• Increased levels of von Willebrands factor (vWF) & FVIII
  • Decreased plasminogen
  • Decreased anticoagulant levels: ATIII, Protein C, Prot S, α2 macroglobulin
  • Decreased heparin cofactor II (heparin cofactor II inhibits thrombin)

13

What are some general features of pathologic inhibitors of coagulation (acquired hemophilia)?

  • In this disorder, circulating macromolecules (most are antibodies) directly inhibit clotting proteins or reactions leading to clot formation
  • This can arise in patients with a hereditary bleeding disorder (Hemophilia A or B) following use of plasma products, but it can also arise de novo

14

What are the usual settings that acquired FVIII inhibitors are seen?

  • Alloantibody inhibitors in Hemophilia
  • Post partum (approximately 13% of cases of acquired FVIII inhibitor)
    • Usually after birth of 1st or 2nd child
    • Cause unknown
    • ~2-5 month delay in diagnosis
    • Variable course: most disappear by 12-18 months
  • Related to various immunologic disorders
  • Malignancies
  • No associated disorder is found in approximately 50% of cases (ie, “idiopathic”)

15

What are some important characteristics of acquired Factor VIII inhibitors (acquired hemophilia A)? What are the properties of the inhibitor?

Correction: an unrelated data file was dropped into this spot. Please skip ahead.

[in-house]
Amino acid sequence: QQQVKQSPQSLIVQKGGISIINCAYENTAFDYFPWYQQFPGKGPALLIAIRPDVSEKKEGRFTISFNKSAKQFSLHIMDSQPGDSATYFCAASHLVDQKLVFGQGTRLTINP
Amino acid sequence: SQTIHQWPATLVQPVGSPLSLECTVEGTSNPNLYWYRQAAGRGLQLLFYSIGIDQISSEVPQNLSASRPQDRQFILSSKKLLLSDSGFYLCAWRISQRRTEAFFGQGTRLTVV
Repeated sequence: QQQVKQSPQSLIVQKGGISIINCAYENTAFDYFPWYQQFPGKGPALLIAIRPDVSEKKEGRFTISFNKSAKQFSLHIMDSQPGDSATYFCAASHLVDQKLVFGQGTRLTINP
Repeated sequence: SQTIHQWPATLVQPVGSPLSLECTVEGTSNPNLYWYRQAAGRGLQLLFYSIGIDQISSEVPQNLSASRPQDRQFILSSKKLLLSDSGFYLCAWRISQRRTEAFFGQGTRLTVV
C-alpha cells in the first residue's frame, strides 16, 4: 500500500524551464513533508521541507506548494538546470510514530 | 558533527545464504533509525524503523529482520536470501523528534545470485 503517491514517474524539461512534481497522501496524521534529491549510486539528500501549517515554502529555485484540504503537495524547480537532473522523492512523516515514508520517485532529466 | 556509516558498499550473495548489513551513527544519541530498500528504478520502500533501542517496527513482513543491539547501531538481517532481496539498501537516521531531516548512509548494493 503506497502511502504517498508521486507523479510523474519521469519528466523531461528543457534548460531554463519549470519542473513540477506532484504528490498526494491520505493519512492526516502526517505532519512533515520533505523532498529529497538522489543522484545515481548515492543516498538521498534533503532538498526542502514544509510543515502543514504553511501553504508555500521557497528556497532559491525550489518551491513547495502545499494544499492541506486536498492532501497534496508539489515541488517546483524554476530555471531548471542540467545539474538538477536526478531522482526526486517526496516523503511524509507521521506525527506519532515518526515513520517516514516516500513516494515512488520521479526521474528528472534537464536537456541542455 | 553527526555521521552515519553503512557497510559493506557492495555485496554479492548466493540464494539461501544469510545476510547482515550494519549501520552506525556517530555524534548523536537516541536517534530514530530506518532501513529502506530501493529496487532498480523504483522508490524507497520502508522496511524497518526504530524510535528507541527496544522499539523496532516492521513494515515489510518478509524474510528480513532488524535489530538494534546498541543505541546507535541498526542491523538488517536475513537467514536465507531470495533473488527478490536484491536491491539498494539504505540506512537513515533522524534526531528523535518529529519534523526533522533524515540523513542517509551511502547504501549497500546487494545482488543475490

• Characteristics:
    • Rare disorder, more common in elderly (~60% of cases occur in age >60)
    • ♀ ≈ ♂
    • Spontaneous disappearance of the inhibitor occurs in approximately 38% of cases
  • Inhibitor properties
    • IgG Antibody (Ab), frequent mixture of heavy chain subclasses
    • Directed to specific epitopes on the clotting factor
    • Specific for FVIII activity (most do not interfere with von Willebrand’s factor)
    • Can be completely neutralized with excess FVIII if the amount/titer of the Ab is low enough
    • Low titers: may be time and/or temperature dependent
    • Usually interferes w/ FIX, FX, vWF, or phospholipid interactions with FVIII

16

What is the presentation and diagnosis of acquired factor VIII inhibitors?

  • Symptoms:
    • Spontaneous, massive bruising
    • Hematomas: large joints or muscles
    • Gastrointestinal or Genitourinary bleeding
  • Lab
    • Prolonged PTT, normal PT & TT
    • No correction with incubated mixing study
      • Incubate at 37 C for 1-2° (some Ab time & temperature dependent)
    • Quantitative measurement: Bethesda unit (BU)
      • 1 BU = amount of Ab that inhibits 50% of FVIII present in normal plasma sample after incubation with equal volume of the patient’s plasma for 2 hours at 37 C
      • Low titer inhibitors defined as being <5 BU

17

What are the steps taken to treat acute bleeds in acquired FVIII inhibitors?

  • Conservative measures (Immobilization, compression of sites of bleeding)